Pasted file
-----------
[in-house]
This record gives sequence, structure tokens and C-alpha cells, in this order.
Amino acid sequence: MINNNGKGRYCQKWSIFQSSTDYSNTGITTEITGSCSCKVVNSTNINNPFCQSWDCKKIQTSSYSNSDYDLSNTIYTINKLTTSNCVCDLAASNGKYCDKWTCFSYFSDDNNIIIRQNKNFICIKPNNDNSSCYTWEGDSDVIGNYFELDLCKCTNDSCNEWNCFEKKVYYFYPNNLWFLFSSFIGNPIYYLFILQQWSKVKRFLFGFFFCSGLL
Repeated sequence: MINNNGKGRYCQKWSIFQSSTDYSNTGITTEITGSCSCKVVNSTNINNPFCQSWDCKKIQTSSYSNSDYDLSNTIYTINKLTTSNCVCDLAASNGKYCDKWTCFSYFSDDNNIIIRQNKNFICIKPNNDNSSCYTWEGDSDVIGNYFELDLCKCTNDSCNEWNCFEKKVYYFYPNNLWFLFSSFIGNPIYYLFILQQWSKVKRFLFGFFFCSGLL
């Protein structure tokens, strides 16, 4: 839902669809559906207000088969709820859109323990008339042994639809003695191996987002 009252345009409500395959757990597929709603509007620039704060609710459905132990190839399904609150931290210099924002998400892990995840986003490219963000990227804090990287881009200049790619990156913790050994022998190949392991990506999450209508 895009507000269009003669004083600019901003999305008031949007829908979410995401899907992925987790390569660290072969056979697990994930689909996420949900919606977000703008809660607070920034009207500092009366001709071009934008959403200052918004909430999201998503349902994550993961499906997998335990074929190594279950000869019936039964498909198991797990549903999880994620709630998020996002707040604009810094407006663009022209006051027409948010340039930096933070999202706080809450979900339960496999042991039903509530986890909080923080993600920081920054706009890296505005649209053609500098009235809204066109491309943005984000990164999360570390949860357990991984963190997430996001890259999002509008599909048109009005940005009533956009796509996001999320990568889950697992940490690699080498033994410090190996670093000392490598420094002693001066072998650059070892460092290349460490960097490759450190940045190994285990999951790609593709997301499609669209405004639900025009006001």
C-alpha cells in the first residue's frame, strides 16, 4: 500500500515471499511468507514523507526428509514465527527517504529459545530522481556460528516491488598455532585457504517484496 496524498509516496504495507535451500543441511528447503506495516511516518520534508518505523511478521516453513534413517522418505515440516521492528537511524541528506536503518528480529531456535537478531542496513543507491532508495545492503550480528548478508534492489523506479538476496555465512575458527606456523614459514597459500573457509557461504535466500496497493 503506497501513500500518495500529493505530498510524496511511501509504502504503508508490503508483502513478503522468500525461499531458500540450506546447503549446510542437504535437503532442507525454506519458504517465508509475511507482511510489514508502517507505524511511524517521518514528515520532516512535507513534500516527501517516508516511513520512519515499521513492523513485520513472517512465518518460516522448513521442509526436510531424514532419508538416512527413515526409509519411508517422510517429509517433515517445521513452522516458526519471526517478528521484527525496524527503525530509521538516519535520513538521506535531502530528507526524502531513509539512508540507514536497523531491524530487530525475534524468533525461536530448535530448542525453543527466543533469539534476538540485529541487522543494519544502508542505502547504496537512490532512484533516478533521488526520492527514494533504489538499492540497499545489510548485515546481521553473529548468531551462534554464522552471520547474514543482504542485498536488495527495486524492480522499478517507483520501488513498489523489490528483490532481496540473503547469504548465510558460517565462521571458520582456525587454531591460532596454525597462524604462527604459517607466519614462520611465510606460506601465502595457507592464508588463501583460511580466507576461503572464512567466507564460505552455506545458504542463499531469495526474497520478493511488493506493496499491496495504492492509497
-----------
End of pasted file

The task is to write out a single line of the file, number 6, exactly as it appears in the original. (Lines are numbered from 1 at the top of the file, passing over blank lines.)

C-alpha cells in the first residue's frame, strides 16, 4: 500500500515471499511468507514523507526428509514465527527517504529459545530522481556460528516491488598455532585457504517484496 496524498509516496504495507535451500543441511528447503506495516511516518520534508518505523511478521516453513534413517522418505515440516521492528537511524541528506536503518528480529531456535537478531542496513543507491532508495545492503550480528548478508534492489523506479538476496555465512575458527606456523614459514597459500573457509557461504535466500496497493 503506497501513500500518495500529493505530498510524496511511501509504502504503508508490503508483502513478503522468500525461499531458500540450506546447503549446510542437504535437503532442507525454506519458504517465508509475511507482511510489514508502517507505524511511524517521518514528515520532516512535507513534500516527501517516508516511513520512519515499521513492523513485520513472517512465518518460516522448513521442509526436510531424514532419508538416512527413515526409509519411508517422510517429509517433515517445521513452522516458526519471526517478528521484527525496524527503525530509521538516519535520513538521506535531502530528507526524502531513509539512508540507514536497523531491524530487530525475534524468533525461536530448535530448542525453543527466543533469539534476538540485529541487522543494519544502508542505502547504496537512490532512484533516478533521488526520492527514494533504489538499492540497499545489510548485515546481521553473529548468531551462534554464522552471520547474514543482504542485498536488495527495486524492480522499478517507483520501488513498489523489490528483490532481496540473503547469504548465510558460517565462521571458520582456525587454531591460532596454525597462524604462527604459517607466519614462520611465510606460506601465502595457507592464508588463501583460511580466507576461503572464512567466507564460505552455506545458504542463499531469495526474497520478493511488493506493496499491496495504492492509497